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May 25 - 26, 2013

Still Lives: Two Films By Susana de Sousa Dias

Archival footage has long been used in documentaries as illustration, but the most powerful use of such footage subjects it to what the Situationists called détournement: re-contextualizing the moving image to undo the message it was originally meant to convey.

Portuguese filmmaker Susana de Sousa Dias has been using the images photographed and filmed by the Salazar dictatorship, which lasted nearly half a century, from 1926 to 1974, to provide a history of those years. In Still Life, she juxtaposes official propaganda and footage from everyday life to illuminate the control that authoritarian regime exerts over every facet of human existence. 48 displays the photos of imprisoned dissidents taken by the state police to create a vivid sense of oppression at work directly on the body and mind of its subjects.

De Sousa Dias’ films demand that we look closely at the workings of authority by taking the images it creates to celebrate and document its own might and revealing both the violence behind, and the limits of, that authority. — Brittany Gravely

Presented in conjunction with the 8th Boston Portuguese Festival.

Special thanks: Paolo Cunha Alves, João Lima – Consulate General of Portugal, Boston

$12 Special Event Tickets - Susana de Sousa Dias in Person
Saturday May 25 at 7pm


Directed by Susana de Sousa Dias
Portugal 2009, digital video, b/w, 93 min. Portuguese with English subtitles

Susana de Sousa Dias creates a living requiem from recently excavated photographs of Portuguese political prisoners taken by the Political Police (PIDE) during the Salazar dictatorship of 1926-1974. The hypnotizing sequence of faces – upon the remarkably sharp moments of their capture – flows eerily through an absorbing narrative arrangement, guided by the voices of the surviving prisoners and the very present ambient space around them. The subtle zooms, slow fades and heavy pauses isolate and vibrate the historical and emotional charge of the routine identification photos. Explaining their expressions at the moment of being photographed  – often the result of complicated emotional states disguised by the “minimal gestures” of a repressed Portugal – lead to unexpected, poetic, horrific tales of the physical and psychological torture the survivors endured while in prison and the ubiquitous, insidious atmosphere of subjugation and surveillance while “free.”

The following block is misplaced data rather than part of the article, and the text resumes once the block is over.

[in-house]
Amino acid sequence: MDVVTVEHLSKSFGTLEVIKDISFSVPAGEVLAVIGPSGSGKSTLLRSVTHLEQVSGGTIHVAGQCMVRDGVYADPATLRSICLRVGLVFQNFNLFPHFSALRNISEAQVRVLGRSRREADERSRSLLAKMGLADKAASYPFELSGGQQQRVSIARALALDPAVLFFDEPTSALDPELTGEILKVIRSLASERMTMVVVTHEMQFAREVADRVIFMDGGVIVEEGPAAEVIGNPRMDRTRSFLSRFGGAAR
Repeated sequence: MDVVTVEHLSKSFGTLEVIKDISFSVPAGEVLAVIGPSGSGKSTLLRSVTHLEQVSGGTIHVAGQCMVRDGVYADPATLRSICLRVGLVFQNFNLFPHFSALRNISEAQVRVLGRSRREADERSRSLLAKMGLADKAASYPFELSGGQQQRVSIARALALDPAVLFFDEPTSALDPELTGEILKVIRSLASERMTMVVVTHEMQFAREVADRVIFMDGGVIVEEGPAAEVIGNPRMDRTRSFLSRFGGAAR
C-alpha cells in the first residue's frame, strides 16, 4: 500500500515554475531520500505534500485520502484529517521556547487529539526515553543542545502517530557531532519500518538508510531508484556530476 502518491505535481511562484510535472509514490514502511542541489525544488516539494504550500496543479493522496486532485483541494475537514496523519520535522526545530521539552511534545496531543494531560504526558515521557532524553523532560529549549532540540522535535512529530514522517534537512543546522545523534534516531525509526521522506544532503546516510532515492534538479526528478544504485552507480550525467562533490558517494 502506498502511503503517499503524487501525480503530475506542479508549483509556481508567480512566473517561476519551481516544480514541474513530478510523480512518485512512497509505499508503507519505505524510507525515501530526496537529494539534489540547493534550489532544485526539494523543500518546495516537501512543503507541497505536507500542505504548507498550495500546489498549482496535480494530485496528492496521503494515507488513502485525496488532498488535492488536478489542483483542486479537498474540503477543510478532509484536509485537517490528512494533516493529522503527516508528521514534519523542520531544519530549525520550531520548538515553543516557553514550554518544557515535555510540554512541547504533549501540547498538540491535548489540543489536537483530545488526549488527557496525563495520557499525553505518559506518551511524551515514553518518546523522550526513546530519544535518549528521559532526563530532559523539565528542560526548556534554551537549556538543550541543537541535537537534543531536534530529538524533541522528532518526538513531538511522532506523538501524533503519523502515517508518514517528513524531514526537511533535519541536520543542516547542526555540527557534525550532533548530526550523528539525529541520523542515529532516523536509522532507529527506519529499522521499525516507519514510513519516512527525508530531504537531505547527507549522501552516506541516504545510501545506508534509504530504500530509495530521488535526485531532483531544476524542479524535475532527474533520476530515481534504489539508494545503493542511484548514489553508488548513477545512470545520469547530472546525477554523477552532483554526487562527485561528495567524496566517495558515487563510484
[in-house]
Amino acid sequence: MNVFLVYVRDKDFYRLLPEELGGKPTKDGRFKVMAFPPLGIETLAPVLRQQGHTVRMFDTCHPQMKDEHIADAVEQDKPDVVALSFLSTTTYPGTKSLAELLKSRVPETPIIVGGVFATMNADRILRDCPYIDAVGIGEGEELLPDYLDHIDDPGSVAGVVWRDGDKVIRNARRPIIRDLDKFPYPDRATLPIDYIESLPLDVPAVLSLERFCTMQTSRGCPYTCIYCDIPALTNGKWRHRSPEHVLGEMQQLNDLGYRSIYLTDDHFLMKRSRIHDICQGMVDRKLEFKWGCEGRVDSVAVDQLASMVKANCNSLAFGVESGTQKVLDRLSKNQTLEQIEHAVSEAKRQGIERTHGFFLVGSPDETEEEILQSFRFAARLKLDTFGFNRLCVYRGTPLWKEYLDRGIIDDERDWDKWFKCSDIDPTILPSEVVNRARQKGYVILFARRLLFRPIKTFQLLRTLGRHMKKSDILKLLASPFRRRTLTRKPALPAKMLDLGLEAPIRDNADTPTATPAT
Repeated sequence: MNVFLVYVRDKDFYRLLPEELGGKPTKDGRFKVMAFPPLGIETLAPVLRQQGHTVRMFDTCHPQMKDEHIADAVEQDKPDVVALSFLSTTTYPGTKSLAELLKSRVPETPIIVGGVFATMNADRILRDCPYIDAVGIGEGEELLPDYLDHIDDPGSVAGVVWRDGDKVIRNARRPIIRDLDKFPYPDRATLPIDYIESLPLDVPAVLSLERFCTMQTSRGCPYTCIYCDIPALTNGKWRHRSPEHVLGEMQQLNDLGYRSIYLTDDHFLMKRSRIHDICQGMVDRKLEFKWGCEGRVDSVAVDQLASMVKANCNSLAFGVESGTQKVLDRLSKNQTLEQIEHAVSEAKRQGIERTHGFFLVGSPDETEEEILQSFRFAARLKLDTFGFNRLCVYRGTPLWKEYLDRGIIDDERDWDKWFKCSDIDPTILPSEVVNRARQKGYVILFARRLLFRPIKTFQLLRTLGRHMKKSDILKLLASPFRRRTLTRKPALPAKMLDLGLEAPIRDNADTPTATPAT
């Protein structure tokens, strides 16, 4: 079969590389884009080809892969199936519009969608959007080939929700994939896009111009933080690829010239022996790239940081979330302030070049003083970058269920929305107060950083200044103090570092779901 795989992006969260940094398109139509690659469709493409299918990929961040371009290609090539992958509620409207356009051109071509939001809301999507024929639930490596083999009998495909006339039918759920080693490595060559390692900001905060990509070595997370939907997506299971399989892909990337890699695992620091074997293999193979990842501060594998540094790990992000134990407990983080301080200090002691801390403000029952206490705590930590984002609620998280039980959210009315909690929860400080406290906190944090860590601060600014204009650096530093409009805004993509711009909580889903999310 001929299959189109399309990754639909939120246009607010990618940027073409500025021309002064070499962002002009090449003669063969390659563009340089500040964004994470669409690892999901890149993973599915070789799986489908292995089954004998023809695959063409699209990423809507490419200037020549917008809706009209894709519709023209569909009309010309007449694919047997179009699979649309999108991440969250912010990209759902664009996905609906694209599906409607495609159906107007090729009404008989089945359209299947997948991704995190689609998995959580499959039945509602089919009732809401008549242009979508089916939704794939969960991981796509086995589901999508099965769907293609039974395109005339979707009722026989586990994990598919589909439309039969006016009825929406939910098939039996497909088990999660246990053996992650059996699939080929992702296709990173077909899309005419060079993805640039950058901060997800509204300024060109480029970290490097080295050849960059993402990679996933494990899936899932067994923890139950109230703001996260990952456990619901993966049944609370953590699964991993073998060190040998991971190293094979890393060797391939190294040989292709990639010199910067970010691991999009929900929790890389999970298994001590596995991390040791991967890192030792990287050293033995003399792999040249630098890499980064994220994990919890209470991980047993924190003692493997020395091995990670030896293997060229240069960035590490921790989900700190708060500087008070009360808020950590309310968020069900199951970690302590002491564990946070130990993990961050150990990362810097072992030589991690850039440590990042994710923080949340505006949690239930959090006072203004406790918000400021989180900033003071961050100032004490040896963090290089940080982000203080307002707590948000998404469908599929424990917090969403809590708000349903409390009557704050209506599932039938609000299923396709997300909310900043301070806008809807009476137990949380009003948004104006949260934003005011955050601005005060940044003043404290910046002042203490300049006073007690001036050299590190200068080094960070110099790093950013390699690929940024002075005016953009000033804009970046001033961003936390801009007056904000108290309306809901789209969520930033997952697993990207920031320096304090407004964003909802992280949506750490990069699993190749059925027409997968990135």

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$12 Special Event Tickets - Susana de Sousa Dias in Person
Sunday May 26 at 7pm

Still Life (Natureza Morta)

Directed by Susana de Sousa Dias
Portugal/France 2005, digital video, b/w, 72 min

The first piece in Susana de Sousa Dias’ extensive visual archaeology of the oppressive Portuguese dictatorship simultaneously releases the images’ souls from the constrictions of their original use – war reports, newsreel propaganda, political prisoner records – while underlining the deadly solemnity aching beneath even the most placid or vibrant moments. With minimal, meaningful tracts of silence, slow motion, and the heavy, yet hollow dissonance of the soundtrack, the haunted forms materialize as if just thawing out from a secret past into our present, politically-complex moment. Gracefully disrupting the direction of power with the simplest of means, she draws out the intricate humanity on both sides of the camera.

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